Crude oils from Venezuela, Oklahoma, and New Mexico were water washed in the laboratory at temperatures from room temperature to 80°C, and with water salinities from 0 to 300,000 mg/L in experiments lasting from 7 to 338 hours. The effects of water washing were determined by gas chromatographic and gas chromatography-mass spectrometric analysis of the residual oil. These experiments show that water washing is particularly effective for the C15- fraction and hydrocarbons are removed in the sequence aromatics, then n-alkanes, then naphthenes. In the C15+ fraction, no loss of pristane, phytane, steranes, or terpanes occurs, but some aromatics and sulfur compounds, especially dibenzothiophene, are depleted. Although water washing reduces API gravity, water washing is unlikely to produce tar layers.

The effects of water washing were simulated with a numerical model based on the equation of diffusion. Predicted oil-water ratios were in good agreement with the experimental values for the light ends, and the model suggests that water washing is very fast in the subsurface. Comparison of oils that appeared to have been water washed in nature with the equivalent unwashed oils showed the expected compositional trends.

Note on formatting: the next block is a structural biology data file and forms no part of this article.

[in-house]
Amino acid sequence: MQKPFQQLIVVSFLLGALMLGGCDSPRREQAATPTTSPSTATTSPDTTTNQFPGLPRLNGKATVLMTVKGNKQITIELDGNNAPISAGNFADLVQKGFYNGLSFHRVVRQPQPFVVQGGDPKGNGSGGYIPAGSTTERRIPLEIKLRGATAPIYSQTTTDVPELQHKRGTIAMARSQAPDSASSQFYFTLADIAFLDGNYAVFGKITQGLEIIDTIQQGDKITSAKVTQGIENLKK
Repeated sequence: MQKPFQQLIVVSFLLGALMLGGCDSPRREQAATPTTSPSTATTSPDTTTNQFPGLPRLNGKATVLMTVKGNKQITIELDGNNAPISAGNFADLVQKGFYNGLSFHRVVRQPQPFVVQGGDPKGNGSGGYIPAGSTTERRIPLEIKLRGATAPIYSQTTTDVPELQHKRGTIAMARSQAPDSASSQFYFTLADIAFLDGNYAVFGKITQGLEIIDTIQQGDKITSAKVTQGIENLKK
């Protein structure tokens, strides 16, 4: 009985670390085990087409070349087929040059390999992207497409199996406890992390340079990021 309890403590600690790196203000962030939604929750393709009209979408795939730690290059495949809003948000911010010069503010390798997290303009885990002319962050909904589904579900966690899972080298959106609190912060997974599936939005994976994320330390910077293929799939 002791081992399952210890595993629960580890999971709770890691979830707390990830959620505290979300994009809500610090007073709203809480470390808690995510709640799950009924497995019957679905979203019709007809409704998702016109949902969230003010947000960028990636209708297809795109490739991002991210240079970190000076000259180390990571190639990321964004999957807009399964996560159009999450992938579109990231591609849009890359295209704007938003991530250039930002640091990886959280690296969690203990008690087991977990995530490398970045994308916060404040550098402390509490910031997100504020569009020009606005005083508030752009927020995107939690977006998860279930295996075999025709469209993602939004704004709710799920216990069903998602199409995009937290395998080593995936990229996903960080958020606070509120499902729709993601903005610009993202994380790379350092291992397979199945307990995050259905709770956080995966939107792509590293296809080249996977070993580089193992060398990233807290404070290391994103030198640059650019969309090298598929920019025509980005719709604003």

Water washing is probably the dominant process affecting crude oil composition in the subsurface when water flows past oils under conditions where bacterial degradation is precluded by temperature (> 80°C) or by lack of dissolved oxygen, and the temperatures are too low for thermal cracking.

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